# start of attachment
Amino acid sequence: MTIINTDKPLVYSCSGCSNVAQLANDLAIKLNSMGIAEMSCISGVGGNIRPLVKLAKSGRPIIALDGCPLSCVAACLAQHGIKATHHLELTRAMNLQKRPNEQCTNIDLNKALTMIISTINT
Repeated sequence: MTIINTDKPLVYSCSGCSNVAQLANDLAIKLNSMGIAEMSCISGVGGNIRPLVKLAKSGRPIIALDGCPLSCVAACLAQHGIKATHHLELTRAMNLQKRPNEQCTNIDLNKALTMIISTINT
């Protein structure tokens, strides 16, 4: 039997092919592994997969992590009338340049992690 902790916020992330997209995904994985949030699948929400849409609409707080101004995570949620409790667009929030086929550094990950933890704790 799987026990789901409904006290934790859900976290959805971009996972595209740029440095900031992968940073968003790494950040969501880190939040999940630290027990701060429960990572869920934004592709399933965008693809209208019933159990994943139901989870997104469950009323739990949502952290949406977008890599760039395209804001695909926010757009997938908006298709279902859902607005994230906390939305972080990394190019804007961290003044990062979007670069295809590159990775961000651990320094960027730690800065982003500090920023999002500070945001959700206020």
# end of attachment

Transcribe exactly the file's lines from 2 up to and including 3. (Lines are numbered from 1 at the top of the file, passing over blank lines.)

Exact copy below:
Repeated sequence: MTIINTDKPLVYSCSGCSNVAQLANDLAIKLNSMGIAEMSCISGVGGNIRPLVKLAKSGRPIIALDGCPLSCVAACLAQHGIKATHHLELTRAMNLQKRPNEQCTNIDLNKALTMIISTINT
């Protein structure tokens, strides 16, 4: 039997092919592994997969992590009338340049992690 902790916020992330997209995904994985949030699948929400849409609409707080101004995570949620409790667009929030086929550094990950933890704790 799987026990789901409904006290934790859900976290959805971009996972595209740029440095900031992968940073968003790494950040969501880190939040999940630290027990701060429960990572869920934004592709399933965008693809209208019933159990994943139901989870997104469950009323739990949502952290949406977008890599760039395209804001695909926010757009997938908006298709279902859902607005994230906390939305972080990394190019804007961290003044990062979007670069295809590159990775961000651990320094960027730690800065982003500090920023999002500070945001959700206020």